We are going to look at how to model marketing funnels based on customer behavior data.
When you think of a marketing funnel is this the image that pops up in your head?
Marketers typically think of a funnel as something linear and simple, just as the image above. People develop an awareness of their problems. They start considering a solution and then they click on a CTA and buy the product.
Only if it were that simple.
In the real world, it hardly ever works this way. A realistic customer journey is more complex with people moving in and out of the funnel. There are dozens of different touchpoints, there are stages of consideration and reconsideration before someone converts.
We will look at this in further detail below.
Stage 1 – Recognizing the Problem
The realization that you have a problem kickstarts the buying process. If you don’t have a problem there wouldn’t be a need for you to look for a solution. If your car runs on gas you will quickly start searching for pumps nearby. Running out of gas is a pressing issue. You want an immediate solution.
Not all problems warrant immediate solutions. Three are a number of products where you need to educate your audience for longer.
Say you’re selling a drug. Say the person shows physical symptoms. But, only when the symptoms have been persisting for some time are they going to take some action and start searching about the problem and potential solutions.
Stage 2 – Searching for Information
Once you know you have a problem THE SECOND step is searching about the problem. At this stage, you’re doing everything you can to understand the problem in a better way.
Your leads are doing the same thing. Creating content for this stage brings potential leads before you transfer them to the second stage of the funnel.
The strategy that you use to gather information depends on both the size of the business and who you target.
A report from Google says that over 51% of customers will use Google to research and find more information about their purchases before shopping.
People aren’t spending all this time looking for promotional content. They want potential solutions.
At this stage, people know they must have a solution. They however may not be fully aware of what the solution might be though.
They are looking for answers that might help them move to the next stage. They’re developing a better understanding of the problem and looking at how different products can help.
Your goal at this stage is to build brand awareness by targeting the right customers. To do this successfully, start by providing educational and informative content, offer them a trial of the product, or target them through informational webinars.
Ideally, you shouldn’t force customers to look at your product. Instead, focus on providing as much value as you can to potential customers with the help of content. To understand your customers’ needs better, you can also use call tracking software that helps to analyze incoming calls from consumers who share their pain points with your customer support team. Based on this you can start segmenting potential customers.
Plus, help people find you through search engines and social media. This is where search engine optimization can help.
- Generating awareness through SEO
Most of the organic traffic to any site comes from Google. Build awareness for your brand through blog posts, videos, or lead magnets by researching lead magnet keywords.
Imagine this. Someone is searching for email marketing tips. Later down the road, he may also want to purchase email marketing tools. Creating content for the keyword helps you get hold of the customer at the very start of the funnel and egg them on to learn more about what’s on offer.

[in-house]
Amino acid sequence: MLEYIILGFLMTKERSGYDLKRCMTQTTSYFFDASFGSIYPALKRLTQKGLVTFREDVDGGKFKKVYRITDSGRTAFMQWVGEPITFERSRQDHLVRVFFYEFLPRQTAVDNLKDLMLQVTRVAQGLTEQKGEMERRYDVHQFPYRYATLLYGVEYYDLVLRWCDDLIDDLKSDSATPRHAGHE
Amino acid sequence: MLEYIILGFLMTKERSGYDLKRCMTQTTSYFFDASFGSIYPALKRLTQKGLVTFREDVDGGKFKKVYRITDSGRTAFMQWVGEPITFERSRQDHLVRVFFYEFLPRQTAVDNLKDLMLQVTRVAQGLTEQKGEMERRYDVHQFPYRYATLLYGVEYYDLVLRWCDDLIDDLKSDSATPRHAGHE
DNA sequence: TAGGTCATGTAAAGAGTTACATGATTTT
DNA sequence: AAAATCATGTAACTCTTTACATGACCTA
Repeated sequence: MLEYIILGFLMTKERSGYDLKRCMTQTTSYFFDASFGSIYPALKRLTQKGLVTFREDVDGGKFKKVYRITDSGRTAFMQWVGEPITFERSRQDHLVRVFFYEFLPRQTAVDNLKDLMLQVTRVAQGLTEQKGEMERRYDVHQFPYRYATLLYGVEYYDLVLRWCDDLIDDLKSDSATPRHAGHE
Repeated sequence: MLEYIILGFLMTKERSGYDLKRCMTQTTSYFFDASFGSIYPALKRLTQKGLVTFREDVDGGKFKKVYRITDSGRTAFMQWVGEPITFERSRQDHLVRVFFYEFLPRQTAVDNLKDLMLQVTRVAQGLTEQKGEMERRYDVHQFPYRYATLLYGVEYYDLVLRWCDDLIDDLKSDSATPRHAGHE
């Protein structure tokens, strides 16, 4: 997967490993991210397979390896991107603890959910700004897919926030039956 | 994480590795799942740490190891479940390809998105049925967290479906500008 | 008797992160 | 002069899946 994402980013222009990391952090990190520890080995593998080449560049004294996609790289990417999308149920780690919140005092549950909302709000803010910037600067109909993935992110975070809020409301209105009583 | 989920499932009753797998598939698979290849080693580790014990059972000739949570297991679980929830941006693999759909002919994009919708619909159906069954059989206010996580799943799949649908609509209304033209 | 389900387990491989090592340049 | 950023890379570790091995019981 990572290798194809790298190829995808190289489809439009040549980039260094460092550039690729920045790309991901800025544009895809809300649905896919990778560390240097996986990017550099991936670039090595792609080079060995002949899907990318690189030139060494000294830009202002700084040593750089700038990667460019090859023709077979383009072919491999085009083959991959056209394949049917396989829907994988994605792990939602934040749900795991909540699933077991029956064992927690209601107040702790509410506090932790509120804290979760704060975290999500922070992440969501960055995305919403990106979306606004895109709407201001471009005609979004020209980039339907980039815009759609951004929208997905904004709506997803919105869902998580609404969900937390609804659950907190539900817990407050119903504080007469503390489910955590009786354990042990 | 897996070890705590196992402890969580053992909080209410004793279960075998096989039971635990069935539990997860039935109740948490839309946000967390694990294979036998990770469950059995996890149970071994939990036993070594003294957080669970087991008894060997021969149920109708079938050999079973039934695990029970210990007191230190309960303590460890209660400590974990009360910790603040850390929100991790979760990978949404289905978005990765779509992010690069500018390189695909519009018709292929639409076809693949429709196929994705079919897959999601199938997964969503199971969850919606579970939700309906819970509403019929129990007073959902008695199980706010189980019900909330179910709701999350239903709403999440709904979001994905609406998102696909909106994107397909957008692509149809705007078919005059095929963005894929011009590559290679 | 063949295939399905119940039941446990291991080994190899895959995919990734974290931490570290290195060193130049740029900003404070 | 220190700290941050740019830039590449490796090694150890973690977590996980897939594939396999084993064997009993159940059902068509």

Here’s an example from Mailchimp on the very same keyword email marketing tips.
You can also raise SEO awareness through guest posting on other high-authority sites relevant to your niche.
Provide the reader with valuable content. This establishes your site as high-quality and you come across as an expert on the topic before the target audience.
- Generating awareness through PPC
To build awareness with PPC the key is to focus on high-intent search traffic and work how these keywords figure into the consideration stage.
Always consider high-intent keywords because you multiply the odds of conversion with those.
What are high-intent keywords?
High-intent keywords can be classified as such:
- Navigational intent is built around reaching a specific page or pages, say the trial page or product demo page
- Transactional intent is around intent to purchase.
Understanding these behavioral triggers helps you create a working strategy.
For instance, when I search for something like the best CRM, the ad invites me to start their free trial today.
Clicking through I get a landing page that asks for only my email to start the free trial.
With PPC you’re effectively paying for each click the ad generates. That’s why you need to take the next steps as painless as possible. That’s how you maximize the number of leads you get.
- Generating awareness through social media
To raise further awareness you should ideally be present where your audience is. As per Statista, Facebook is great for targeting B2B and B2C audiences. Instagram is ideal for targeting B2C audiences.
Here’s an example.
Here’s another ad. This ad from AppMaster targets anyone who wants to create functioning apps but doesn’t know a thing about coding.
Such ads that target people when they are searching for information around the problem can improve brand awareness, tempting anyone in the consideration stage.
Focus on engagement. This is the currency social media channels are using to curate feeds. Post engaging content. You should aim at achieving social media engagement growth. The more likes, comments, and shares the content has the more eyes you get on your brand. To achieve growth, you can
Stage 3- Evaluating Alternatives
Once consumers learn of alternatives they’re going to cross-compare them based on what products they already found.
At this stage, they will either bounce or proceed to check out the options so that they can evaluate different solutions.
The messaging should be less about educating the audience on the pain point and more about why your solution is the best choice for them. How to do this?
Start by listing the unique features of your product or lead by sharing the pricing of the product that makes it a more preferred solution to pick.
Here’s an example from Brevo (formerly Sendinblue), an email marketing tool.